Pacific Far East Line, Inc.'s two dry cargo ships built between 1959 and 1962 by Bethlehem Steel Company in accordance with design C4-S-1t, Maritime Administration Hull Numbers 89 and 90, were clearly within the Mariner class of vessels. In my opinion, design C4-S-1t is directly based upon the prototype Mariner design C4-S-1a. Pacific Far East Line's subject vessels are properly described as Mariner class vessels, having the original hull form, dimensions, speed, and power characteristics.
The total cost of the two vessels was $27,931,945, of which $14,558,924.66 was paid by plaintiff. For tax years 1962, 1963, and 1964, the period at issue in this litigation, plaintiff computed its tax credit based on its entire share of the cost of the two vessels. On audit, the Service concluded, in part, that plaintiff's entitlement to the credit was restricted under section 48(b)(1) to that portion (15.3 percent) of its total basis in the vessels attributable to post-1961 construction costs. Accordingly, deficiencies were assessed by the Service and were paid by plaintiff. On April 30, 1970, the Service disallowed taxpayer's refund claims. Plaintiff then filed its petition in this court to recover taxes in the amount of $791,927.60, plus interest.
A number of the deficiencies asserted in the Service's deficiency report are unrelated to the investment tax credit issues involved in this litigation. The report also raised two additional issues regarding the taxpayer's claimed investment credit for the construction of the two ships. The Service asserted (1) that the taxpayer had improperly included in its basis amounts it had paid for the vessels out of statutory tax-deferred reserve funds and (2) that the Service could recapture the investment credit to reflect the taxpayer's use of the tax-deferred funds to pay off purchase money mortgages placed on the vessels. Both of these questions involving the taxpayer's use of tax-deferred funds are at issue in this refund suit, but they are not subject to the motions for partial summary judgment.
As we held in Lykes Bros. Steamship Co., property is constructed "by the taxpayer" under section 48(b)(1) only if we find that the taxpayer possesses the right to control the details of the construction process. In that case, we also held that the question whether the ships were constructed in accordance with taxpayer's specifications, within the meaning of Treasury Regulation 1.48-2(b)(1), is to be determined largely by the extent of the Government's supervision and control. In this case, plaintiff has shown, even more conclusively than was done by the taxpayer in Lykes Bros. Steamship Co., that plaintiff did not have the right to exercise and did not in fact maintain the degree of control necessary to place the construction of the property within the provisions of section 48(b)(1).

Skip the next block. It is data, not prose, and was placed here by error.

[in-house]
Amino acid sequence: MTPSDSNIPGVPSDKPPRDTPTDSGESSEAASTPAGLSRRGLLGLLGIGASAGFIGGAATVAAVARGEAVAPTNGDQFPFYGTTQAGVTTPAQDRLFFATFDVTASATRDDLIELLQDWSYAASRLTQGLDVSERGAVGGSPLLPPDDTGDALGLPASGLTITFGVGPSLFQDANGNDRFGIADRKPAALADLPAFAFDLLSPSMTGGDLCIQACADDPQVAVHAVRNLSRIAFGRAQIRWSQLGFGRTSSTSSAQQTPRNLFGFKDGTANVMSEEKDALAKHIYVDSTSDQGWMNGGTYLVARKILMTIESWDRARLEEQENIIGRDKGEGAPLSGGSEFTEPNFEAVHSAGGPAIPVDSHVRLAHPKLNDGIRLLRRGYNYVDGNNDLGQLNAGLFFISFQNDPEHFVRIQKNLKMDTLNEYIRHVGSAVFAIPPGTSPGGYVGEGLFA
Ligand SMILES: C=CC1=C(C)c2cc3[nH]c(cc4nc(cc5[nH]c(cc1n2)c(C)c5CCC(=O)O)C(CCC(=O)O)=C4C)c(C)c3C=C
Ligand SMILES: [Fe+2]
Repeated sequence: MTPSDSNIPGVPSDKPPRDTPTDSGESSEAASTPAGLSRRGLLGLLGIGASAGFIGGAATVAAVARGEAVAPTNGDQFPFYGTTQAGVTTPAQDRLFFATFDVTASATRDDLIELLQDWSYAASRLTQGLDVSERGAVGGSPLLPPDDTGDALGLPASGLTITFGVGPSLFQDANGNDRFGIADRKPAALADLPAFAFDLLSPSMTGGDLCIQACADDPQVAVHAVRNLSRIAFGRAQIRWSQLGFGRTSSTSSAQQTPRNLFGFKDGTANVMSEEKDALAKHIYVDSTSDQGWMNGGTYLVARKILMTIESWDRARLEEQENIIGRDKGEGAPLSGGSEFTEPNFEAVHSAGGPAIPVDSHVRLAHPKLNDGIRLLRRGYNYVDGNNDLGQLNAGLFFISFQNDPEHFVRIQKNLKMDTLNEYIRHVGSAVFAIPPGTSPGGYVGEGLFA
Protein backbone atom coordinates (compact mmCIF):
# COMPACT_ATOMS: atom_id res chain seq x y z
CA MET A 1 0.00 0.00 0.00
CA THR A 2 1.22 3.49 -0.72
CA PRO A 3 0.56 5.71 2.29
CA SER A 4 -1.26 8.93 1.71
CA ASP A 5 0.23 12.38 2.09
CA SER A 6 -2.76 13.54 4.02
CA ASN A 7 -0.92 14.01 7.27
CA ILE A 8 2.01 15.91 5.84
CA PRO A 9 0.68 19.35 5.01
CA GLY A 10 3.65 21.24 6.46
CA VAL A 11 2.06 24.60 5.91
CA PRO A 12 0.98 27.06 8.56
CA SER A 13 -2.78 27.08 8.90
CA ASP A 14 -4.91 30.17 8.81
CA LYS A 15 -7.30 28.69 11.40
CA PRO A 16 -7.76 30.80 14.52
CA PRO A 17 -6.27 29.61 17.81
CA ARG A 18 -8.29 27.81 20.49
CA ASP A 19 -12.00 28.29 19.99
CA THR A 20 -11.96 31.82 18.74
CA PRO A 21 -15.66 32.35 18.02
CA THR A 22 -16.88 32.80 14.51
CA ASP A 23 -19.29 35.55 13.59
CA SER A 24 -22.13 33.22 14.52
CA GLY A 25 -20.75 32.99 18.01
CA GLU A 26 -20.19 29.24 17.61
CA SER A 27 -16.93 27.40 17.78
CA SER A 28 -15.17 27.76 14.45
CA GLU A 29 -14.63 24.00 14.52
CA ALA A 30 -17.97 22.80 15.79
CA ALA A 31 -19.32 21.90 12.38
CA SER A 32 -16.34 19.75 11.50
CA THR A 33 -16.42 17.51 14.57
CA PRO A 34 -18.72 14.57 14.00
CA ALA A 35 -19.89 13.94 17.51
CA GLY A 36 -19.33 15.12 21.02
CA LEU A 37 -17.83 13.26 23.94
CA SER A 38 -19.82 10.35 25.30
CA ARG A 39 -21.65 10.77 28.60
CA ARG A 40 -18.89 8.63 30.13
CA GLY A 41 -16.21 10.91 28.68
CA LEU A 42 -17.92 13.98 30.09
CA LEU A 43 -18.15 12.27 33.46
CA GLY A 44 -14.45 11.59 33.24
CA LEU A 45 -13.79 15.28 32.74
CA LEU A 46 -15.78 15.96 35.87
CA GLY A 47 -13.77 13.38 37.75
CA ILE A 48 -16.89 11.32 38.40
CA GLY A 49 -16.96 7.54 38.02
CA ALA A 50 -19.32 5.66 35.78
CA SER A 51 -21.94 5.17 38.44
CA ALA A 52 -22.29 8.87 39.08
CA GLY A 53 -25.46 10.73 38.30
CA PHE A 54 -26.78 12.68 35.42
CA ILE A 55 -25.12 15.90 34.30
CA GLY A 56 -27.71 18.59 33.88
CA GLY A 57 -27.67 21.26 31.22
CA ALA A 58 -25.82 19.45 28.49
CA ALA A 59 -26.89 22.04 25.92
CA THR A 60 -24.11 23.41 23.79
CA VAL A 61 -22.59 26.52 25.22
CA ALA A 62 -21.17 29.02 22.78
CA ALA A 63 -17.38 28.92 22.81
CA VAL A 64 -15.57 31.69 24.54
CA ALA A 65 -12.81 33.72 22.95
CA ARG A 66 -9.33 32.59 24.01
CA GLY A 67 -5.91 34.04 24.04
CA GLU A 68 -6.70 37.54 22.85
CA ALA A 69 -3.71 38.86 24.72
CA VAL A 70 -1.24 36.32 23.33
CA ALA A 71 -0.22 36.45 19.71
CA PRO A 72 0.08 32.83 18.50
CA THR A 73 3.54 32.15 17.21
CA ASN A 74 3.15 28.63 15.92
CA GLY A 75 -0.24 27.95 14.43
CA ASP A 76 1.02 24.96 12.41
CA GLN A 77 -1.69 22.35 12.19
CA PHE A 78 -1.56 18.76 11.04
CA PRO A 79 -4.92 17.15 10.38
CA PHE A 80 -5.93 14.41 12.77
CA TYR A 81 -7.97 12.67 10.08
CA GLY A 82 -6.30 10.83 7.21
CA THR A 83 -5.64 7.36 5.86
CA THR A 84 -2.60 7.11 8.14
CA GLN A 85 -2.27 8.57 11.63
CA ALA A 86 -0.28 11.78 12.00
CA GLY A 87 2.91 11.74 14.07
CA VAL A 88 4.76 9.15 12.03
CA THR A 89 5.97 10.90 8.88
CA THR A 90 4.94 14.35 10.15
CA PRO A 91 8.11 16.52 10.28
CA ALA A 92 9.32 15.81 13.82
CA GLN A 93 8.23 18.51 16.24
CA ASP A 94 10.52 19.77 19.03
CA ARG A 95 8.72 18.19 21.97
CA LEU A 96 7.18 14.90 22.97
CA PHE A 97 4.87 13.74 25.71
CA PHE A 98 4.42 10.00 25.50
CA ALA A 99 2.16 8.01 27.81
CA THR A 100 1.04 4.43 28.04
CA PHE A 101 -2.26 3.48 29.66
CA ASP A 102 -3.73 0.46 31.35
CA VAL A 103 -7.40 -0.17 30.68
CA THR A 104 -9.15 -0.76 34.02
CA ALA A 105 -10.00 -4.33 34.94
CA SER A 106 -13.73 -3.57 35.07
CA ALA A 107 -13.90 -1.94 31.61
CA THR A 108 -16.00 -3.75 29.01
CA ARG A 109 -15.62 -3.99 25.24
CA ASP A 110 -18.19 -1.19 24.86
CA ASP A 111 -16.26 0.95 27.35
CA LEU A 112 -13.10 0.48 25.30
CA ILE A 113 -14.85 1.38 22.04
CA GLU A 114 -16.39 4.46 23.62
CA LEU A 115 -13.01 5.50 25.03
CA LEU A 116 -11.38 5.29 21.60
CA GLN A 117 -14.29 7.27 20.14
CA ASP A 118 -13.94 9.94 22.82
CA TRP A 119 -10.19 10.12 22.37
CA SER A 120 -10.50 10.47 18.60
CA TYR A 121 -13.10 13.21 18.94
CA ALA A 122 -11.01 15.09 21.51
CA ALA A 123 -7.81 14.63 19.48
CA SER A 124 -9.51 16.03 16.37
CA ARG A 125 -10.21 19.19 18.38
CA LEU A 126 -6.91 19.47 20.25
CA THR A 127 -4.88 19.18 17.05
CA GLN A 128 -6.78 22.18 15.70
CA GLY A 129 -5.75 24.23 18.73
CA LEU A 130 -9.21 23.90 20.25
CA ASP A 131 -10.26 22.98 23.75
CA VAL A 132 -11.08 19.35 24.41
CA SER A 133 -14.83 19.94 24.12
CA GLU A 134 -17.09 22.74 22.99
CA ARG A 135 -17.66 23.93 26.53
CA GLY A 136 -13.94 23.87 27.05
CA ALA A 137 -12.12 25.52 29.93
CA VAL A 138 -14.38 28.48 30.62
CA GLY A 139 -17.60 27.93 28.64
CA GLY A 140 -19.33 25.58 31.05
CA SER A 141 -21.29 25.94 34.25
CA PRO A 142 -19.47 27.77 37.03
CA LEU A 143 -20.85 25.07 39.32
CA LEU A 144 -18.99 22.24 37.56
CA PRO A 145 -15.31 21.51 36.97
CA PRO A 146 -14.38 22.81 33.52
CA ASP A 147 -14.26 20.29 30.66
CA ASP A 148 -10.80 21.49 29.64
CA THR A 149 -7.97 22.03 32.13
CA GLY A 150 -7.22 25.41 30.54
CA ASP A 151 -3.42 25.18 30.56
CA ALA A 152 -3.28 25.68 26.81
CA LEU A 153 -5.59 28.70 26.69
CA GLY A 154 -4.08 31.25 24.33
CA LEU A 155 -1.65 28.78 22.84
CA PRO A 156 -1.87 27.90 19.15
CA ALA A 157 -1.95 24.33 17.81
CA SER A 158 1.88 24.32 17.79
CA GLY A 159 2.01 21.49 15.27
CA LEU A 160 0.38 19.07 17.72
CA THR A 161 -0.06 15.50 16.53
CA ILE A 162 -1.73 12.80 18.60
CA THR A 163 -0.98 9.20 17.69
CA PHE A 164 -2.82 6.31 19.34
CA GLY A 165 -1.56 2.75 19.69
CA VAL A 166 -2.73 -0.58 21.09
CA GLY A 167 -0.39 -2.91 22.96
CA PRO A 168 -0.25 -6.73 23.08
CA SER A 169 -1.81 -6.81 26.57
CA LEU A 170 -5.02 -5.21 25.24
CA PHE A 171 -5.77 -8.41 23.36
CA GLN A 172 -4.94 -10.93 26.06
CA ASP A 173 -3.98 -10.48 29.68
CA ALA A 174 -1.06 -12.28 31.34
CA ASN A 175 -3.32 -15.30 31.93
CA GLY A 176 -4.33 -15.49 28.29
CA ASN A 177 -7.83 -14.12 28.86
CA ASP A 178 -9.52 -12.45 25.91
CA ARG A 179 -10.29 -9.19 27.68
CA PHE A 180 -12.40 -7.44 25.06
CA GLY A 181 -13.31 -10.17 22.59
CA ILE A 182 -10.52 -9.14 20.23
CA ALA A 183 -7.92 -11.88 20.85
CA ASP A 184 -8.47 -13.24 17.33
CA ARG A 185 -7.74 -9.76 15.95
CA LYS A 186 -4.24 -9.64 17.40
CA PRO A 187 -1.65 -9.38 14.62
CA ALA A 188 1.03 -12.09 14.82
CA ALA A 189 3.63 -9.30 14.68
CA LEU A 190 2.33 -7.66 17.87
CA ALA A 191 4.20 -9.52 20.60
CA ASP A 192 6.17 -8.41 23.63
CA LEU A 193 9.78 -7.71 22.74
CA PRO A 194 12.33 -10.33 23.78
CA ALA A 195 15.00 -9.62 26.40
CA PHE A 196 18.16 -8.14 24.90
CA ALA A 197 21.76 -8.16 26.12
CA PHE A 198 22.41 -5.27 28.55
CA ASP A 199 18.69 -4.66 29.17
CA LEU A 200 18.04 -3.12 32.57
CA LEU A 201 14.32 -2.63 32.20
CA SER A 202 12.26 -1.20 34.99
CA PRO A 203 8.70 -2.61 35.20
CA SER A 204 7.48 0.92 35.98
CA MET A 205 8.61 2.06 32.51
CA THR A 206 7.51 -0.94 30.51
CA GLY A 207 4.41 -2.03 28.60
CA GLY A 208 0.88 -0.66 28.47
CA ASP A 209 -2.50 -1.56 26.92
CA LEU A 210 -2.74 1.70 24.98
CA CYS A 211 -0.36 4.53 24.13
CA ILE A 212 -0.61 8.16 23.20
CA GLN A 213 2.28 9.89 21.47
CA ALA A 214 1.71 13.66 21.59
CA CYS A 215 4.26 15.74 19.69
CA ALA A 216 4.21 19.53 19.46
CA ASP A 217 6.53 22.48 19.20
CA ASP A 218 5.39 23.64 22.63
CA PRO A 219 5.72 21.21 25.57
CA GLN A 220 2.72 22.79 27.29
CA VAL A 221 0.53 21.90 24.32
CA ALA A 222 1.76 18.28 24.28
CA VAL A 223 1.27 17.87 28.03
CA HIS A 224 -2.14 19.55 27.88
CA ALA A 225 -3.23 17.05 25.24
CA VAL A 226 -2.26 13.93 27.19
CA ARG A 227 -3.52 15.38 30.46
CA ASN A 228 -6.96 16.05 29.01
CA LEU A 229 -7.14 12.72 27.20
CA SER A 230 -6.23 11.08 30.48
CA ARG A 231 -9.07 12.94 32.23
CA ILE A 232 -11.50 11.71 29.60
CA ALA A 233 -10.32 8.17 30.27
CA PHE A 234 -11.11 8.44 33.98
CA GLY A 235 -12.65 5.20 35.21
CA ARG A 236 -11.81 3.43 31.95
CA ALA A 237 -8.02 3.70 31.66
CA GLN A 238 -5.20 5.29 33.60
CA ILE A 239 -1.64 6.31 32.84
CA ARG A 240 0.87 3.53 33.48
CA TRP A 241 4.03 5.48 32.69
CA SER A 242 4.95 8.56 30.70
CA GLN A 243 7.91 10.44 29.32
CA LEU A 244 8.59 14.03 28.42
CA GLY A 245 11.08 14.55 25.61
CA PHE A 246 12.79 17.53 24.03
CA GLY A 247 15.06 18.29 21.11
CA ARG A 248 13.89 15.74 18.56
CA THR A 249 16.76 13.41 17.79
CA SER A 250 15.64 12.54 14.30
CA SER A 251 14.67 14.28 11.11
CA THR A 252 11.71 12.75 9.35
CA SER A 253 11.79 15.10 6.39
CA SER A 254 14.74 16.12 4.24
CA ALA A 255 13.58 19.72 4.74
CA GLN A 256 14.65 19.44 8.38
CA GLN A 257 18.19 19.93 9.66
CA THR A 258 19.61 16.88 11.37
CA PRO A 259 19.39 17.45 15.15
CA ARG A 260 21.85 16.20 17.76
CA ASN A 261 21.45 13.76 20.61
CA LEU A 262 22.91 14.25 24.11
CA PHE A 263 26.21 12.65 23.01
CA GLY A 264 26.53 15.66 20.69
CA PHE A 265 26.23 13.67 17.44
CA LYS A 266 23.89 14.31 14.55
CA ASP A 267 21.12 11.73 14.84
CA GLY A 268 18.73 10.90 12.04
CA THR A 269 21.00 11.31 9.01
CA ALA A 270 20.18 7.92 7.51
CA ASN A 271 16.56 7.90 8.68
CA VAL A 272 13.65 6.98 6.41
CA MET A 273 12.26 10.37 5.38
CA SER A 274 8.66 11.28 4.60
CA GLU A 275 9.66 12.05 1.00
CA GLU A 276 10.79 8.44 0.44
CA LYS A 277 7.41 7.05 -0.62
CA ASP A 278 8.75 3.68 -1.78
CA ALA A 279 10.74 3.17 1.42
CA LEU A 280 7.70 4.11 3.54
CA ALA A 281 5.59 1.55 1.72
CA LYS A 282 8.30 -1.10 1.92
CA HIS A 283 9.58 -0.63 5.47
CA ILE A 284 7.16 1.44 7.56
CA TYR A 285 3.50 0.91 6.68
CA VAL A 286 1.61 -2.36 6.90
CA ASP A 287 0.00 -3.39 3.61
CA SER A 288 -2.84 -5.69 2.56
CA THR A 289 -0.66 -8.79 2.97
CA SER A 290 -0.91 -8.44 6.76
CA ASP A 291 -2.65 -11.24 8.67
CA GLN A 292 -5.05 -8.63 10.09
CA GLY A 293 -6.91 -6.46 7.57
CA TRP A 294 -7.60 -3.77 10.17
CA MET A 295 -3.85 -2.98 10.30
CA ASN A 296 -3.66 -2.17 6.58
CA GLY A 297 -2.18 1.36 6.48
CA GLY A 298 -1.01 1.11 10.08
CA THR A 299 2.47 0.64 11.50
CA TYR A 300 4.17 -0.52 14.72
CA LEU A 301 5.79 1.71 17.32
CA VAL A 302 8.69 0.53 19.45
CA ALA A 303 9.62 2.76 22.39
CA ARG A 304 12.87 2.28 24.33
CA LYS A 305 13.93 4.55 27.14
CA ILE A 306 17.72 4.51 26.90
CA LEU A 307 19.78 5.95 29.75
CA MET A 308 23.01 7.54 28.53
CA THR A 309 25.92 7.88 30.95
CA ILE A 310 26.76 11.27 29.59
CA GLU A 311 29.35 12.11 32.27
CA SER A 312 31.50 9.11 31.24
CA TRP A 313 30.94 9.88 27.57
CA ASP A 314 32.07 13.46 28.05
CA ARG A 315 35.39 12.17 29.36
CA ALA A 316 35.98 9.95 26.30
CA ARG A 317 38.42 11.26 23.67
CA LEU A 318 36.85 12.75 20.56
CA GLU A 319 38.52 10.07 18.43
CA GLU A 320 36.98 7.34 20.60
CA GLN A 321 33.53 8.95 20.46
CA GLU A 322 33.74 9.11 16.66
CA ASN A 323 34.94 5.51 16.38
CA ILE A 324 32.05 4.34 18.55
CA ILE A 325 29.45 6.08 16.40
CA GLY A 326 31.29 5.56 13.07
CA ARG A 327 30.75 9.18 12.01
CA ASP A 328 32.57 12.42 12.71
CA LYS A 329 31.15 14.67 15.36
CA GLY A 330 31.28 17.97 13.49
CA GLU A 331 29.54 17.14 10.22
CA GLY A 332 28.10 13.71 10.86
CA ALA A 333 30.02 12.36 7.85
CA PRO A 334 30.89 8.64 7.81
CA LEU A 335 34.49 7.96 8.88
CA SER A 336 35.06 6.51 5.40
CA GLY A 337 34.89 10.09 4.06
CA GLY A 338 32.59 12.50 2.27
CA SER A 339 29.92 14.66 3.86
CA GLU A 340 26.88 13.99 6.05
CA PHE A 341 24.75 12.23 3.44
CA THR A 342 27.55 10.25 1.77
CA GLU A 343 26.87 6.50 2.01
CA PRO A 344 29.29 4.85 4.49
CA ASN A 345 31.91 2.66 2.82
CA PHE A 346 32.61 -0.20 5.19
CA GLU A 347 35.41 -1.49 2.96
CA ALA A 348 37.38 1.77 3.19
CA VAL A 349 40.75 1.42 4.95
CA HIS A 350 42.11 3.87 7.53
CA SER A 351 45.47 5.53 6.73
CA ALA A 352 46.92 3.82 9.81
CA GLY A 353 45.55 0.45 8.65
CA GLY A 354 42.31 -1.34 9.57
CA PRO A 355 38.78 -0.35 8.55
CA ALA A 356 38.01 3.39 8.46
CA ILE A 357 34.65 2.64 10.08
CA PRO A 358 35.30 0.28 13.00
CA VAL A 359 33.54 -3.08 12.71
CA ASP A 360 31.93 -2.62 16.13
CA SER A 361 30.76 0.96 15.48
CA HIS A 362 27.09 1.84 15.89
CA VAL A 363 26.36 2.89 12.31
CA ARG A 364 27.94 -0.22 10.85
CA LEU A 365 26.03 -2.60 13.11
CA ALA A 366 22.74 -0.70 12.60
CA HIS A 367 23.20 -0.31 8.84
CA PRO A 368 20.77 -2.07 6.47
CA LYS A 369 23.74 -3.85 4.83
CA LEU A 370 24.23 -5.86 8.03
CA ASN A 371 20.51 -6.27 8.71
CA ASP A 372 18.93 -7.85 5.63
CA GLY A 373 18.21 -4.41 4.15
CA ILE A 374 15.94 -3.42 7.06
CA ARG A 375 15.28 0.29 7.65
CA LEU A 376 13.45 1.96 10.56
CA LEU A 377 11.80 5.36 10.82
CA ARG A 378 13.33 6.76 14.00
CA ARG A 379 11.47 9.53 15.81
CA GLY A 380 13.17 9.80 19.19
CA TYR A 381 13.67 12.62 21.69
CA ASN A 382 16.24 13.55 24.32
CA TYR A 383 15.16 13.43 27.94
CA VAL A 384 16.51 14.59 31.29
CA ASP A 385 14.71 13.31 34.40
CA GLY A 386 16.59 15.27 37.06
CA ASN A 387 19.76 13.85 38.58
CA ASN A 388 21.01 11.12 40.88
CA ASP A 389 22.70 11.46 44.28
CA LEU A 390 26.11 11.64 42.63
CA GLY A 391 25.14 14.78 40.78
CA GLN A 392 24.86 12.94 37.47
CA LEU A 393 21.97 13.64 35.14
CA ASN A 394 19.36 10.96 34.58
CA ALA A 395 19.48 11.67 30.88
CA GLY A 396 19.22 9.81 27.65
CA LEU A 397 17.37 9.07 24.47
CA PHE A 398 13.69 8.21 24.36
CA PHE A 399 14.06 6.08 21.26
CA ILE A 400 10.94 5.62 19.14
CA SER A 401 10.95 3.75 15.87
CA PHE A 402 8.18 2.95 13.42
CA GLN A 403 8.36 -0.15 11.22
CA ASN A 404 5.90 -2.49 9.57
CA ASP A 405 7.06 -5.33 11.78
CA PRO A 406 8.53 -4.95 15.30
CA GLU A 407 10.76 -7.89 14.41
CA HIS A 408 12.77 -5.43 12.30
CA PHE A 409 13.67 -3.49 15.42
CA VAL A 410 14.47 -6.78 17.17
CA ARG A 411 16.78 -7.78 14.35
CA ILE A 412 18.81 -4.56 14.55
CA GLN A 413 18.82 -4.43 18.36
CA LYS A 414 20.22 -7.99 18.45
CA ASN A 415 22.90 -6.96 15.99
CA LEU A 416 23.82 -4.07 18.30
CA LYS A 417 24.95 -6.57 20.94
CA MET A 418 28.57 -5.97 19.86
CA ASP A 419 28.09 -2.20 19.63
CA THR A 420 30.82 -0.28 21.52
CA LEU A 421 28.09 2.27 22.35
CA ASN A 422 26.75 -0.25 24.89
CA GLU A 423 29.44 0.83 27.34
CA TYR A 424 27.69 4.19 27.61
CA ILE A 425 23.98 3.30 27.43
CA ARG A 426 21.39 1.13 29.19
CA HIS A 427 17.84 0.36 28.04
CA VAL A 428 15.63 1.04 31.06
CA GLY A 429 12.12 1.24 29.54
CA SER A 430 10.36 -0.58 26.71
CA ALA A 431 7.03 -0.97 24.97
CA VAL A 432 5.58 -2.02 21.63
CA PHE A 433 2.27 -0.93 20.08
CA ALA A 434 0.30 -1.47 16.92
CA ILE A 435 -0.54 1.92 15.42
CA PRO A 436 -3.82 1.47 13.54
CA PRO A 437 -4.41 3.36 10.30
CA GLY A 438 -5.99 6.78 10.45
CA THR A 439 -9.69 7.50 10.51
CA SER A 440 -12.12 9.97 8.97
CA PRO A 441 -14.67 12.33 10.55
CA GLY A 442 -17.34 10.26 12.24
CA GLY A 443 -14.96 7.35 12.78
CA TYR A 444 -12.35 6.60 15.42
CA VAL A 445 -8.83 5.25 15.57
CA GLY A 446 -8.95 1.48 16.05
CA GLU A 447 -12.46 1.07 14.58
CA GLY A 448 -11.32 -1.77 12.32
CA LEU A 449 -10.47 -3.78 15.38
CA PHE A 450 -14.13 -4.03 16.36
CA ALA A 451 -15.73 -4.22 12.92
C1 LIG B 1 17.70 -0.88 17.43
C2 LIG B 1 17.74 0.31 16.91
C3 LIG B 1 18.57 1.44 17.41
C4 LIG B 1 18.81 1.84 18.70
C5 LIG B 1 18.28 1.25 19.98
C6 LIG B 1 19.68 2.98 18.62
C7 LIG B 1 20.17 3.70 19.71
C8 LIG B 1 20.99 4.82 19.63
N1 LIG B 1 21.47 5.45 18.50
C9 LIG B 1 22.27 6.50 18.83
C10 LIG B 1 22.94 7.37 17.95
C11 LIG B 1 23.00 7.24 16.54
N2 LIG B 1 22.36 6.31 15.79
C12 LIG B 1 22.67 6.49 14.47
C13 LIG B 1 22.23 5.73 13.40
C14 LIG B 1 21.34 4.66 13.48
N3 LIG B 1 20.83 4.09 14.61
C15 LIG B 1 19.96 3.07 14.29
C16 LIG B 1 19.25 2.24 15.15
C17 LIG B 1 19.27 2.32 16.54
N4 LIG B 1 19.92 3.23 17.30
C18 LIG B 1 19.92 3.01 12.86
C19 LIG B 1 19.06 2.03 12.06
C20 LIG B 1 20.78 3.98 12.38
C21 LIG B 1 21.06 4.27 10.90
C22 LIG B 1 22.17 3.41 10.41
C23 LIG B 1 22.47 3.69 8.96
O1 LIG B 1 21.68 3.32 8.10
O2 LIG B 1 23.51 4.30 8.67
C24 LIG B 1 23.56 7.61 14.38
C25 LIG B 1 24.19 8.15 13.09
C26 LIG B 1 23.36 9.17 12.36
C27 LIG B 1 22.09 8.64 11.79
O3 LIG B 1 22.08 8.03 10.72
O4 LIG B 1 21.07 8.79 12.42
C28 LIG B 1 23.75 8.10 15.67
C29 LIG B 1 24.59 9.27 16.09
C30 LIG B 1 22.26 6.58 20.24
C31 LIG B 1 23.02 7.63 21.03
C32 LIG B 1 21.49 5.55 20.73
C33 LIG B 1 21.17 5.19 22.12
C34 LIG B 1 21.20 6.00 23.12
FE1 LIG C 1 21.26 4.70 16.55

The degree of Government control over the details of this construction contract was even more pervasive than it was in Lykes Bros. Steamship Co. Pursuant to the CDS program, Maritime was required to approve the final contract Plans and Specifications, to supervise the awarding of the construction contract, to approve any revisions by Bethlehem of the Plans and Specifications, and to test the vessels after construction for compliance with the contract. Only after the vessels had passed all of the post-construction tests could plaintiff actually take delivery of the ships. In this case, however, the Government played a larger role in designing the vessels than in Lykes Bros. Steamship Co. As shown by Mr. Dillon's affidavit on this issue, the design for the ships was developed some years before their construction by Bethlehem and Maritime; plaintiff merely requested Maritime to approve certain minor modifications of this model so that the completed vessel would more nearly meet its commercial needs.